'One embarrassing thing that happened to me...they had the press out on the set one day, and the sea happened to be very rough. Mike Nelson wasn't supposed to get seasick, but I would excuse myself, go on the other side of the ship and toss my cookies, then come back and make believe I was Mike Nelson again.'
Sometimes being Mike proved a burden. Dorothy Bridges, Lloyd's wife for more than 50 years, said, 'The first time we went to Hawaii was at the height of Sea Hunt. In our hotel, there was a message from the admiral of the 7th fleet addressed to Mr. and Mrs. Mike Nelson: If we wanted a tour of Pearl Harbor, the admiral's yacht was at our disposal. Commander Nielsen was in charge of UDT there and he said, ÔWe're thinking of buying new regulators and would like you to look them over.' Lloyd said, ÔCommander, you're pulling my leg.' Commander Nielsen turned to the other officers and said, ÔSee, I told you Mr. Nelson would be a modest man.' He was serious. It was like he refused to believe there's no Santa Claus. They later asked Lloyd to join in a demonstration of a 100 foot free ascent and I told them I never let him swim after lunch.'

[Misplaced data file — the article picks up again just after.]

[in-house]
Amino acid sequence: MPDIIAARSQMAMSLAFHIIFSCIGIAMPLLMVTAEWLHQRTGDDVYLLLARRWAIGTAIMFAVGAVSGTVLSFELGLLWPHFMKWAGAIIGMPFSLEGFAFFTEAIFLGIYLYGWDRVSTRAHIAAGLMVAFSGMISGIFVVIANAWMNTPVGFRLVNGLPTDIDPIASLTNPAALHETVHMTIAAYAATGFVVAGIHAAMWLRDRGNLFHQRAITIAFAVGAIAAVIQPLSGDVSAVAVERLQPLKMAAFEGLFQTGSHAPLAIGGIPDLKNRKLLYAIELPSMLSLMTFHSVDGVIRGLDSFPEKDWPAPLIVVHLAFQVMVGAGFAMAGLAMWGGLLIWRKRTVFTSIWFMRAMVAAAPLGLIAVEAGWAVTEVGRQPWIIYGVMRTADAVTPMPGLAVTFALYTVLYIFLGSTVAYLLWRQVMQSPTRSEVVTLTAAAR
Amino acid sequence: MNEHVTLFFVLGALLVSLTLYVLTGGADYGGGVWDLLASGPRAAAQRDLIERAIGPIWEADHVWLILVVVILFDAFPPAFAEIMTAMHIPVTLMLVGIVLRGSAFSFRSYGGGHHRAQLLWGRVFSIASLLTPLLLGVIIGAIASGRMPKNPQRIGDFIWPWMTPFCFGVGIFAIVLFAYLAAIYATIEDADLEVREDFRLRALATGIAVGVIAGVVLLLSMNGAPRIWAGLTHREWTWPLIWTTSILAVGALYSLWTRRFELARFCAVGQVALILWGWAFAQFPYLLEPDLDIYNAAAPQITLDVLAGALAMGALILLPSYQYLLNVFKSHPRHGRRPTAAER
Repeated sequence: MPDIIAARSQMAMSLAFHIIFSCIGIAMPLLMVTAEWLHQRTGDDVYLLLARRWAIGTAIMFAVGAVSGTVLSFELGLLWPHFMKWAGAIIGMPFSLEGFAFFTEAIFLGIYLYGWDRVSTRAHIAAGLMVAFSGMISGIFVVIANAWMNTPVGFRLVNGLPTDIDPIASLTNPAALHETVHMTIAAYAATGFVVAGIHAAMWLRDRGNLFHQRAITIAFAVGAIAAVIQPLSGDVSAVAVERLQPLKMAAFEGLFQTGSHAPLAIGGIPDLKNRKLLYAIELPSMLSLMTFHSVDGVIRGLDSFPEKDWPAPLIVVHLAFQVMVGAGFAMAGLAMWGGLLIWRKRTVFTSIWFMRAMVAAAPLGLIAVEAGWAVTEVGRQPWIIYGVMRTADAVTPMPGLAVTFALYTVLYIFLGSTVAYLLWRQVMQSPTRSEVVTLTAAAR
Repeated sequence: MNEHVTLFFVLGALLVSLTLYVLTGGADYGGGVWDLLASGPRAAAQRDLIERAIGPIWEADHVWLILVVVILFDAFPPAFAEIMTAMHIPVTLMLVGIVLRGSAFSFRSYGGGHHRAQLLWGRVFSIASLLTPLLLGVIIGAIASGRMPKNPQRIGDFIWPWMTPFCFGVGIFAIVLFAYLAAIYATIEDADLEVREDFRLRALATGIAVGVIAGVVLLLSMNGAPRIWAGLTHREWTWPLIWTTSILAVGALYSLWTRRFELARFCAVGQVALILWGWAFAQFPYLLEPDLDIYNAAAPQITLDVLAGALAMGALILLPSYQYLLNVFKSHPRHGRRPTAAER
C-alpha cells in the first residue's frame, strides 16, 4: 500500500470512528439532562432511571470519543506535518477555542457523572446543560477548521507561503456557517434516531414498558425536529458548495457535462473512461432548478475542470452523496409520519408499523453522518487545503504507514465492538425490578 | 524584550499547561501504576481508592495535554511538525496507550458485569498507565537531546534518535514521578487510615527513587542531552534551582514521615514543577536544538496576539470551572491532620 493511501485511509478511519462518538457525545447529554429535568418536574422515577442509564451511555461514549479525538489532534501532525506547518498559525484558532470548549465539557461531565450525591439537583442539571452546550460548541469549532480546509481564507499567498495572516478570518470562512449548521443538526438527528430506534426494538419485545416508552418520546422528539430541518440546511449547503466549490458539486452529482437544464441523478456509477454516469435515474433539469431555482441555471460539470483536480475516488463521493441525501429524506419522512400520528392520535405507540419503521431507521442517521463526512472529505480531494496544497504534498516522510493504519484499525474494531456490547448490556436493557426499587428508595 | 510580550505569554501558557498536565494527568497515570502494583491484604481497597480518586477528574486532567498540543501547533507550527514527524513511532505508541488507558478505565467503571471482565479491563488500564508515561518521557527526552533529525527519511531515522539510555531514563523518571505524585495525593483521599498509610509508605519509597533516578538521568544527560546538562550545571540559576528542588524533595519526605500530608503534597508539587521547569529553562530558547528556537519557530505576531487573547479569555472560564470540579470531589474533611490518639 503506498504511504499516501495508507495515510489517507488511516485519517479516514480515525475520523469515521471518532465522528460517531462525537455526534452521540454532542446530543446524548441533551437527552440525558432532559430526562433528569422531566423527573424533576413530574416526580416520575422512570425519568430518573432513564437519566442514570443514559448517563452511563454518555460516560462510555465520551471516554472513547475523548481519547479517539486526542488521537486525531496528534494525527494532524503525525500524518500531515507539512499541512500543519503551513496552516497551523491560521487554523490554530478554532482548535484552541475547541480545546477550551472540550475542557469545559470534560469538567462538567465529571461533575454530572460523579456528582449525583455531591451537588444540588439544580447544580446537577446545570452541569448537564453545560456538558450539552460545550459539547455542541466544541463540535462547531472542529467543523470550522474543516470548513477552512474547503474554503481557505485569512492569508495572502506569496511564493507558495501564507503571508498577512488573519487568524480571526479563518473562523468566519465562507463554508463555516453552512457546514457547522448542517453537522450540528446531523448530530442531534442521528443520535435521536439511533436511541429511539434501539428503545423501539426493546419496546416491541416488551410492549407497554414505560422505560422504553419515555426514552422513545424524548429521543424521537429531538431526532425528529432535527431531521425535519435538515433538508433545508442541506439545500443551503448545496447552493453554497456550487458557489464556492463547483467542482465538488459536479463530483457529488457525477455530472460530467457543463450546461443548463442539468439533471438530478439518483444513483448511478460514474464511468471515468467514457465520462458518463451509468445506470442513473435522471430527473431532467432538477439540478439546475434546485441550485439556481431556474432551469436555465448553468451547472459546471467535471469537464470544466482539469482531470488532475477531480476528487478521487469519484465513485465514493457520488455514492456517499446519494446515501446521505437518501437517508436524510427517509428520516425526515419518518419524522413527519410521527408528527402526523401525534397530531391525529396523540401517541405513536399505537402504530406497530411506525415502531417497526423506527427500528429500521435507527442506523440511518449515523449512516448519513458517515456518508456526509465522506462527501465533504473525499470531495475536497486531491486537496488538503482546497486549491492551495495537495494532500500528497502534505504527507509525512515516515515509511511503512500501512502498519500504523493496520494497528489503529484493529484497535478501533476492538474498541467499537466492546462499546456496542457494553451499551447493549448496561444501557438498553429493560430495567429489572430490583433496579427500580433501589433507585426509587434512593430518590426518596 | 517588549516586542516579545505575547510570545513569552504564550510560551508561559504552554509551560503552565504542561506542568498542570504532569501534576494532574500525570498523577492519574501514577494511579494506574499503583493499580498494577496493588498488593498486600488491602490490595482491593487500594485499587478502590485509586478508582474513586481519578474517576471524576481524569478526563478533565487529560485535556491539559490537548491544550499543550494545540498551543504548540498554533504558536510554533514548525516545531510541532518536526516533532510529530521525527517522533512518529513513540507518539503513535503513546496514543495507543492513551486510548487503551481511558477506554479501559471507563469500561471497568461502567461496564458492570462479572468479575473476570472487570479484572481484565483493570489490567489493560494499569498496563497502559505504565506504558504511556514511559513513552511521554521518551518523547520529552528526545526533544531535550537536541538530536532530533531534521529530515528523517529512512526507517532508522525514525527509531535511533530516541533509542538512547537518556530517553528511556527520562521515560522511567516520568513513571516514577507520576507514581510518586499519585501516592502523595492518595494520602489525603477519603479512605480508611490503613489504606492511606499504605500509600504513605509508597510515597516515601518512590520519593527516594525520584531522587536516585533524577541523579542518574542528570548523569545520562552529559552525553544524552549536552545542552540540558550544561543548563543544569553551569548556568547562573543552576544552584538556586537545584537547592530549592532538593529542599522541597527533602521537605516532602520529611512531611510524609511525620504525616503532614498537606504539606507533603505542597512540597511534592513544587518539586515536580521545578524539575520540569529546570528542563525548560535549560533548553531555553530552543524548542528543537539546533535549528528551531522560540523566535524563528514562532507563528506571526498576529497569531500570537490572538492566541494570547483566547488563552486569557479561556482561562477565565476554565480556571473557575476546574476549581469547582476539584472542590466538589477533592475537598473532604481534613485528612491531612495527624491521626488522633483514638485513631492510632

I asked Bridges why Sea Hunt was so successful. 'You mean besides me being in it (laughs)? It was the first time anyone tackled a show that took place underwater. The stories were sort of exciting for kids, like cops and robbers underwater. We never killed anybody, though. There was enough action and suspense without having that kind of violence. The worst thing we did was to pull somebody's air hose.